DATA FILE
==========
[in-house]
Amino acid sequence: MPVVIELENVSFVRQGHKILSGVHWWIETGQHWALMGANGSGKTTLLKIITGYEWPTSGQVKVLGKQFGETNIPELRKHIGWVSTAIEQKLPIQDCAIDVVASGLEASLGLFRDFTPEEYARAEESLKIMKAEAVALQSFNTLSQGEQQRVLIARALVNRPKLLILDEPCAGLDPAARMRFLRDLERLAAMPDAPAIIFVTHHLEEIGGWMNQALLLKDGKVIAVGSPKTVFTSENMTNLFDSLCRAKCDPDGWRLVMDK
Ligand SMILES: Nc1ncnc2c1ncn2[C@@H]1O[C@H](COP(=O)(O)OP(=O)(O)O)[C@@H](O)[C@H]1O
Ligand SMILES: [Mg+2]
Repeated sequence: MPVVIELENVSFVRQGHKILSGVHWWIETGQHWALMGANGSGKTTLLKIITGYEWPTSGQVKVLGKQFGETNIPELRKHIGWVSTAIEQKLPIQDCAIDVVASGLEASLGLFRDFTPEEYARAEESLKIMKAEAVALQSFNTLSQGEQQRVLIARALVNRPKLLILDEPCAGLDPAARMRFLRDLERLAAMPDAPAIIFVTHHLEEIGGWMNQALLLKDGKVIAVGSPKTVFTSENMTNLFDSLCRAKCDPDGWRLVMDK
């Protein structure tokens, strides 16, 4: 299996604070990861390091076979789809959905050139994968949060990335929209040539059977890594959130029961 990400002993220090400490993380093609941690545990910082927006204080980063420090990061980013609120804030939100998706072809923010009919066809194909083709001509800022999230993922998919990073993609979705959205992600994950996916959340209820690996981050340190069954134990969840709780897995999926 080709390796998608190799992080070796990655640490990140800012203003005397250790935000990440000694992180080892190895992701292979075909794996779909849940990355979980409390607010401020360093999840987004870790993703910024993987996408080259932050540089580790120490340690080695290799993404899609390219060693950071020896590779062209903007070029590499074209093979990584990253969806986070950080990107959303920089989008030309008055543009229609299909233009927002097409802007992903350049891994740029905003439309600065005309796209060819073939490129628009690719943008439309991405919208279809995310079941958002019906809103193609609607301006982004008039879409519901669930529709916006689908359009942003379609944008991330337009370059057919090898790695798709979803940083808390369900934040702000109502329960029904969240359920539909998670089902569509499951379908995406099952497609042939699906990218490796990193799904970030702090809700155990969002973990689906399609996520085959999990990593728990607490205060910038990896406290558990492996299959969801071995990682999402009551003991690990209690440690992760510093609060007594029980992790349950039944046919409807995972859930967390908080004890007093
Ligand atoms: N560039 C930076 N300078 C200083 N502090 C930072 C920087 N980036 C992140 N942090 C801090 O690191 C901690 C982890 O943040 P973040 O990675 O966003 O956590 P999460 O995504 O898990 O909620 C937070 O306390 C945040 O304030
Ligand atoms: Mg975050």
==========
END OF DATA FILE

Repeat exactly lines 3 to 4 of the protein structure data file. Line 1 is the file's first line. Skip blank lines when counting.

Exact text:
Ligand SMILES: Nc1ncnc2c1ncn2[C@@H]1O[C@H](COP(=O)(O)OP(=O)(O)O)[C@@H](O)[C@H]1O
Ligand SMILES: [Mg+2]